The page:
Friday, February 15, 2013

Earnhardt Anxious For Return To Pack Racing At Daytona

Junior says, "I hope it's gone."
Dale Earnhardt, Jr., said yesterday that he hopes to see a return to traditional, big pack drafting in next Sunday’s Daytona 500.

I hope it's gone,” said Earnhardt of the two-by-two tandem drafting that was so much a part of superspeedway racing in recent years. “I hope we don't do that anymore. I don't enjoy doing that. I like taking care of myself, having to worry about what I have to do in a car, instead of having to worry about me and somebody else.
“I really don't know how the car is going to race and draft, (or) what kind of strategy we'll need to be using,” he admitted. “That sort of changes and turns… throughout the week.”
After making the Chase and breaking a long winless streak last season, Earnhardt said he confident that his team is now a championship contender.
“I think we were in the conversation last year,” he said. “I’m really excited about how consistent we were last year. We've been able to improve as we've worked together. Me and Steve (Letarte) have worked together. We've been able to improve steadily over the last couple years. I hope that's able to continue. I hope we haven't realized our true potential. Maybe this year, if we can step it up another notch, we'd be right there where we've been striving to be the last couple years. It isn't going to take much to improve over last year and be one of the top teams. We were pretty close last year and feel pretty good about that.
“It's hard to put your finger on what (this) team needs,” said Earnhardt. “No matter how close it is or far off it is, it's hard to really put your finger on exactly what you're missing, especially when you work with a company like I do that's got all the parts, pieces and personnel, abd does such a good job delivering the physical racecar to you.
“It really comes down to the minds that are in control of everything; me and Steve making the right calls and decisions on the racetrack.”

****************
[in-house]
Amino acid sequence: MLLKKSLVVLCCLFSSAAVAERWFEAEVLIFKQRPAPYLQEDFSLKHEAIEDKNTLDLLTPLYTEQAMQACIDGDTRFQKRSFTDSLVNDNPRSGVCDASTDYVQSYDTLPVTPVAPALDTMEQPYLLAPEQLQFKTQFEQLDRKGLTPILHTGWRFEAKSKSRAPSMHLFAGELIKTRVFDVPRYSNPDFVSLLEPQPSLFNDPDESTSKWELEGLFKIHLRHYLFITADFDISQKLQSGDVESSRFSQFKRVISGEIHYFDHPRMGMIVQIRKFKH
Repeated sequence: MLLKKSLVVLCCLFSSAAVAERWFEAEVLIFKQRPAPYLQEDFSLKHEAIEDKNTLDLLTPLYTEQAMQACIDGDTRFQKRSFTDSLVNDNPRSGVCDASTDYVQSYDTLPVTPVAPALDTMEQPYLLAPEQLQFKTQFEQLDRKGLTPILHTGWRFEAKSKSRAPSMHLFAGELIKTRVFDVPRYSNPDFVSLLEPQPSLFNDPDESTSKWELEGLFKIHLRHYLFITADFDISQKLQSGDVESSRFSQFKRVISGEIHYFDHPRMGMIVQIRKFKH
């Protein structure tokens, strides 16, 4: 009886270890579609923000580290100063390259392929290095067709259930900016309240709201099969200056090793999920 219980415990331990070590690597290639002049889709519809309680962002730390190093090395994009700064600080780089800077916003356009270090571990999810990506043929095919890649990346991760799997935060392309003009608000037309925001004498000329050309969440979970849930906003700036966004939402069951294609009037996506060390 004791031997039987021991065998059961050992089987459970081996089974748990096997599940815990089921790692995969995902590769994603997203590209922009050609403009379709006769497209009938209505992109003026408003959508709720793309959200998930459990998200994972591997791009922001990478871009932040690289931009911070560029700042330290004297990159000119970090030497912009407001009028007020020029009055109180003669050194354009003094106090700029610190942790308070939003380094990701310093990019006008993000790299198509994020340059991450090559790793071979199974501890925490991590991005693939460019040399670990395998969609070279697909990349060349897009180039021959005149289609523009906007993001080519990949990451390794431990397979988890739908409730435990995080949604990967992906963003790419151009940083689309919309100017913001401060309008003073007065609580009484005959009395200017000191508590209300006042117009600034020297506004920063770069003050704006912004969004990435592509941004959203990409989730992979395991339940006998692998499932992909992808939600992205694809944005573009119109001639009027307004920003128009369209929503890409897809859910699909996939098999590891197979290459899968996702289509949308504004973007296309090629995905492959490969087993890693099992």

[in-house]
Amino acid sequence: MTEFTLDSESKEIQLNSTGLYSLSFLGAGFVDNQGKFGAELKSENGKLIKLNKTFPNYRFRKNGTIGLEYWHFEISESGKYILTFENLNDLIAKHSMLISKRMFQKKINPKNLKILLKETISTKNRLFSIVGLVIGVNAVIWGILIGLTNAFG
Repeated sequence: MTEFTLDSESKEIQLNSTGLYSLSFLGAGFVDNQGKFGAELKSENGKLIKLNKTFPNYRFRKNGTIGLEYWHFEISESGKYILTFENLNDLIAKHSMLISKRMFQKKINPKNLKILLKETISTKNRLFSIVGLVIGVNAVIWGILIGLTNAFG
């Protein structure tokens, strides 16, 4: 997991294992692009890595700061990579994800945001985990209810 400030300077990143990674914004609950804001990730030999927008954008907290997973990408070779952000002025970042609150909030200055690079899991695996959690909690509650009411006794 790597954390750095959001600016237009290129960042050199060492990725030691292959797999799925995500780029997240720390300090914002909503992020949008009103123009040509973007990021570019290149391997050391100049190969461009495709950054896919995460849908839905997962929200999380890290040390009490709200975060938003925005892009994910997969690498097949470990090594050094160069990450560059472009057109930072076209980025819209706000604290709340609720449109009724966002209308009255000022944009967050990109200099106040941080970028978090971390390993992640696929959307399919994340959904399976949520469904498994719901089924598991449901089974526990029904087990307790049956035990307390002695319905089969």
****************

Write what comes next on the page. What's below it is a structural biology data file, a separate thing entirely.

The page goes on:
Earnhardt strongly endorsed NASCAR’s newly announced plan to mandate concussion testing for any driver involved in a serious crash, beginning next season.
“It makes perfect sense to make it mandatory,” said Earnhardt, who sat out two races at the end of the 2012 campaign after suffering a concussion in a crash at Talladega Superspeedway. “I think it was nice of them to look into ways they could protect us from ourselves. The test is really simple and it's pretty straightforward. You sit at a computer for about 30 minutes, answering a series of questions. It tests short-term and long-term memory (and) a lot of different things of the mechanics of the brain. It's a really hard test. Even if you don't have a concussion, taking the test can be difficult.
You take the test to get a baseline, because everybody is different,” he explained. “It's really a bit of a personality test at the same time. Everybody is going to score different. There's not like a maximum score you need to strive for. Everybody has a different result after taking the test, (but) when you get into an accident… you can take this test again and find out exactly what is happening to your brain. This test can pinpoint where in the brain you're struggling, what kind of injury you have and what kind of things you can do to rehab and recover.”
Earnhardt said that after his injury, he received encouragement from a number of athletes who have suffered from concussions.
"I don't know how the car is going to race."
“Over time, I talked to a lot of people that have been through it, a lot of drivers that had them in the past. I got a lot of information and it really helped me remain calm. You’ve got to remain calm, because when your body isn't doing what you want to do, not acting right, you freak out a little bit. When you're out of control, you're not too happy about that.”
Asked about the new, Gen-6 race car, Earnhardt cautioned against “overplaying” the new machine and its driveability.
I think it got overplayed a little bit,” he said. “It's a great car. It's a step in the right direction, (but) there's so much to learn.  It's starting off on the right foot (and) I say positive things about it because that's the way I feel. But I think everybody needs to be patient, let the car kind of come to us and let us improve the car over time.
“I think it's a great direction we're going in,”” he said. “The potential (is there) for us to really enjoy this car and provide good racing. We'll make it a better car over the year. We'll learn what the car likes and doesn't like."
Photo: Sam Sharpe, USA Today


  1. Junior helped bring about tandem drafting in 2009 and now he's against it? Junior, racing is about unlimited passing and the tandems are the strongest power to pass in racing history. As a racer you're supposed to WANT the tandems.

    I don't get why the Race Stream Media never challenges such illogic.

  2. We don't challenge him because he is entitled to his opinion. Every driver utilized the tandem draft in recent seasons, because it was the only way to get to the front of the pack. That doesn't mean they enjoyed it.

    1. Dave, do they want to pass or not? If they want to pass then they should be opposing this rules package and advocating return to the tandem package. Making handling get in the way of passing as this package does makes passing too difficult - the Sprint Unlimited showed that.

  3. As long as tandem drafting is faster, the drivers are gonna do it.